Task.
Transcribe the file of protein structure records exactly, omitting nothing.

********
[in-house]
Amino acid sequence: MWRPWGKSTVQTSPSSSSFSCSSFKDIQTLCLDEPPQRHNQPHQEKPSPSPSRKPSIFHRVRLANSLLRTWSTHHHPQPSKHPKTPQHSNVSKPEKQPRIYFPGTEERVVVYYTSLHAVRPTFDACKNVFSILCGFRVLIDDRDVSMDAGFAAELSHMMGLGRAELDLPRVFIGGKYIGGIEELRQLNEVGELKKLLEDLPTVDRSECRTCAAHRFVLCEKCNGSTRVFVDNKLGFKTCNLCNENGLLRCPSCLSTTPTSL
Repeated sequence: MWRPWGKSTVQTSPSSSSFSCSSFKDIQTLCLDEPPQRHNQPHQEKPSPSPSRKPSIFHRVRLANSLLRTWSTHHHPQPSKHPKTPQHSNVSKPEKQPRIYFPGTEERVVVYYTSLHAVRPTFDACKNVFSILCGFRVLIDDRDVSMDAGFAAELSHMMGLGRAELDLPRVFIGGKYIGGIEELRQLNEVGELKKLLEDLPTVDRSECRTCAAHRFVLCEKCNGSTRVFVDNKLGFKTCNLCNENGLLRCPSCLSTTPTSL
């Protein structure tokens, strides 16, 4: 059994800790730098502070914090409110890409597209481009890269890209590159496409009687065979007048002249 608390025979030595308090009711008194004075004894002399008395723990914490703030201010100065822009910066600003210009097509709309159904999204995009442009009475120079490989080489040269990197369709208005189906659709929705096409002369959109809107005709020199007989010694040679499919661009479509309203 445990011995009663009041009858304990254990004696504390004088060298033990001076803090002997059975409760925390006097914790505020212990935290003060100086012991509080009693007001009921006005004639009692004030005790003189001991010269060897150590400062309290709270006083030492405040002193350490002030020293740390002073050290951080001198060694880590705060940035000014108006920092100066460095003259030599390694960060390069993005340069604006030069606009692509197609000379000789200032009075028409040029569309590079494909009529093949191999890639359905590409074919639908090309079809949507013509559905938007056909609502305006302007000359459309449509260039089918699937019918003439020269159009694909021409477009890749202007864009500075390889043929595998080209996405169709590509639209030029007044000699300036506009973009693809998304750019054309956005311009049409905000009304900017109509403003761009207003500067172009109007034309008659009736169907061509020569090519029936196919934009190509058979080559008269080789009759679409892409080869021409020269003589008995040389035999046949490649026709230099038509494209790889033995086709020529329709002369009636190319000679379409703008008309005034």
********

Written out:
[in-house]
Amino acid sequence: MWRPWGKSTVQTSPSSSSFSCSSFKDIQTLCLDEPPQRHNQPHQEKPSPSPSRKPSIFHRVRLANSLLRTWSTHHHPQPSKHPKTPQHSNVSKPEKQPRIYFPGTEERVVVYYTSLHAVRPTFDACKNVFSILCGFRVLIDDRDVSMDAGFAAELSHMMGLGRAELDLPRVFIGGKYIGGIEELRQLNEVGELKKLLEDLPTVDRSECRTCAAHRFVLCEKCNGSTRVFVDNKLGFKTCNLCNENGLLRCPSCLSTTPTSL
Repeated sequence: MWRPWGKSTVQTSPSSSSFSCSSFKDIQTLCLDEPPQRHNQPHQEKPSPSPSRKPSIFHRVRLANSLLRTWSTHHHPQPSKHPKTPQHSNVSKPEKQPRIYFPGTEERVVVYYTSLHAVRPTFDACKNVFSILCGFRVLIDDRDVSMDAGFAAELSHMMGLGRAELDLPRVFIGGKYIGGIEELRQLNEVGELKKLLEDLPTVDRSECRTCAAHRFVLCEKCNGSTRVFVDNKLGFKTCNLCNENGLLRCPSCLSTTPTSL
């Protein structure tokens, strides 16, 4: 059994800790730098502070914090409110890409597209481009890269890209590159496409009687065979007048002249 608390025979030595308090009711008194004075004894002399008395723990914490703030201010100065822009910066600003210009097509709309159904999204995009442009009475120079490989080489040269990197369709208005189906659709929705096409002369959109809107005709020199007989010694040679499919661009479509309203 445990011995009663009041009858304990254990004696504390004088060298033990001076803090002997059975409760925390006097914790505020212990935290003060100086012991509080009693007001009921006005004639009692004030005790003189001991010269060897150590400062309290709270006083030492405040002193350490002030020293740390002073050290951080001198060694880590705060940035000014108006920092100066460095003259030599390694960060390069993005340069604006030069606009692509197609000379000789200032009075028409040029569309590079494909009529093949191999890639359905590409074919639908090309079809949507013509559905938007056909609502305006302007000359459309449509260039089918699937019918003439020269159009694909021409477009890749202007864009500075390889043929595998080209996405169709590509639209030029007044000699300036506009973009693809998304750019054309956005311009049409905000009304900017109509403003761009207003500067172009109007034309008659009736169907061509020569090519029936196919934009190509058979080559008269080789009759679409892409080869021409020269003589008995040389035999046949490649026709230099038509494209790889033995086709020529329709002369009636190319000679379409703008008309005034």